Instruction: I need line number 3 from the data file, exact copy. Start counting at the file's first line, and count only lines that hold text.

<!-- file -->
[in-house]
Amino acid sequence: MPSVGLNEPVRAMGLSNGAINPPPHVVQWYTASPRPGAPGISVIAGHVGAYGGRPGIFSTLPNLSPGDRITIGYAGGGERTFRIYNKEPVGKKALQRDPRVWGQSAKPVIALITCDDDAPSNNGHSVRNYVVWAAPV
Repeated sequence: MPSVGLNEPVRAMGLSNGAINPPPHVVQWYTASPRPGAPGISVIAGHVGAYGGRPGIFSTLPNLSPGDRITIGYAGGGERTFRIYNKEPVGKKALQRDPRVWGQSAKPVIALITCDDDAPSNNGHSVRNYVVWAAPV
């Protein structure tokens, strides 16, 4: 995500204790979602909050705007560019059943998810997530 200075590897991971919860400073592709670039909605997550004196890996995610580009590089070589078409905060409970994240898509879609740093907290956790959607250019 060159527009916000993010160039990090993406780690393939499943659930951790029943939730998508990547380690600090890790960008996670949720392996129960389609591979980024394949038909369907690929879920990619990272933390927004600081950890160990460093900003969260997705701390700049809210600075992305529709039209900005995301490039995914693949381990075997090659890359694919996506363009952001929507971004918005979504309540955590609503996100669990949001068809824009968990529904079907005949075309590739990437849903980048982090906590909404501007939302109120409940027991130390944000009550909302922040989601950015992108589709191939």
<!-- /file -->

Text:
Repeated sequence: MPSVGLNEPVRAMGLSNGAINPPPHVVQWYTASPRPGAPGISVIAGHVGAYGGRPGIFSTLPNLSPGDRITIGYAGGGERTFRIYNKEPVGKKALQRDPRVWGQSAKPVIALITCDDDAPSNNGHSVRNYVVWAAPV